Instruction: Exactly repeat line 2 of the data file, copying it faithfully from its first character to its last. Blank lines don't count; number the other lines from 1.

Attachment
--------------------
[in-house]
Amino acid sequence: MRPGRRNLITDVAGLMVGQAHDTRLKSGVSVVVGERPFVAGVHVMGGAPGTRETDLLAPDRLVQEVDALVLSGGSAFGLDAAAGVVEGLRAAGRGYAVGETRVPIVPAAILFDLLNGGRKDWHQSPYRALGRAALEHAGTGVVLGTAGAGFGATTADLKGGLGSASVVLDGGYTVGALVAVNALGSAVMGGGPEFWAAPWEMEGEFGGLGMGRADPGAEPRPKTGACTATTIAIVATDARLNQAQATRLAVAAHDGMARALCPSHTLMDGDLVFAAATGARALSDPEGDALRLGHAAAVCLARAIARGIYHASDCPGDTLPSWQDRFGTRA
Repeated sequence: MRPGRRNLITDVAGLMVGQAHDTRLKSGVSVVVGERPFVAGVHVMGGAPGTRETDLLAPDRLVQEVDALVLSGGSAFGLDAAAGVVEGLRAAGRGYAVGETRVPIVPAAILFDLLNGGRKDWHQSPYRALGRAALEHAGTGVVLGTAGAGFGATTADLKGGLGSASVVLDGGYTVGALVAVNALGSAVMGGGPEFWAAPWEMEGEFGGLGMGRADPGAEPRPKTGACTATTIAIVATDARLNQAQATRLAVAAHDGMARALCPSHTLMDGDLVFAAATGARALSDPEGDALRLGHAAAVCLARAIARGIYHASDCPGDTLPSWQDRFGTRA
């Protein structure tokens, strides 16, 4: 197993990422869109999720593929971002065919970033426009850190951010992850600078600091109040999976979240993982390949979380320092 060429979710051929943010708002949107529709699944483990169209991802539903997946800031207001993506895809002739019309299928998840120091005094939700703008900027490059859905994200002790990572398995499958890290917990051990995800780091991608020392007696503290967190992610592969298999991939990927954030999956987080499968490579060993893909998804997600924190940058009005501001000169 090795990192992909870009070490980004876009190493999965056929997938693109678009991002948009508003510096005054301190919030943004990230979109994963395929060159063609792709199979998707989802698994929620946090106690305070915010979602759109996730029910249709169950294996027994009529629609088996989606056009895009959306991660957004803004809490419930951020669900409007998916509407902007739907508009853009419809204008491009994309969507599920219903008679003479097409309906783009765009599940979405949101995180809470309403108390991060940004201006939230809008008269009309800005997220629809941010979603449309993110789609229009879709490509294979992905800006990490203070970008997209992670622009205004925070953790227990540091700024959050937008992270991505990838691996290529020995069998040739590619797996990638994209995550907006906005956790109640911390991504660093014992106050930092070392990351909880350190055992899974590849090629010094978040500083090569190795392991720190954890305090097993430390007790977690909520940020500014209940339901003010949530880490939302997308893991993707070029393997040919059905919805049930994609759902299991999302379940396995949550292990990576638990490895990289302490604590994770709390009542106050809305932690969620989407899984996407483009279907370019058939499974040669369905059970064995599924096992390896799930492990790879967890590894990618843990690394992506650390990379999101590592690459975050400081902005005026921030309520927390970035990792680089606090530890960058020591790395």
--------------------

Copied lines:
Amino acid sequence: MRPGRRNLITDVAGLMVGQAHDTRLKSGVSVVVGERPFVAGVHVMGGAPGTRETDLLAPDRLVQEVDALVLSGGSAFGLDAAAGVVEGLRAAGRGYAVGETRVPIVPAAILFDLLNGGRKDWHQSPYRALGRAALEHAGTGVVLGTAGAGFGATTADLKGGLGSASVVLDGGYTVGALVAVNALGSAVMGGGPEFWAAPWEMEGEFGGLGMGRADPGAEPRPKTGACTATTIAIVATDARLNQAQATRLAVAAHDGMARALCPSHTLMDGDLVFAAATGARALSDPEGDALRLGHAAAVCLARAIARGIYHASDCPGDTLPSWQDRFGTRA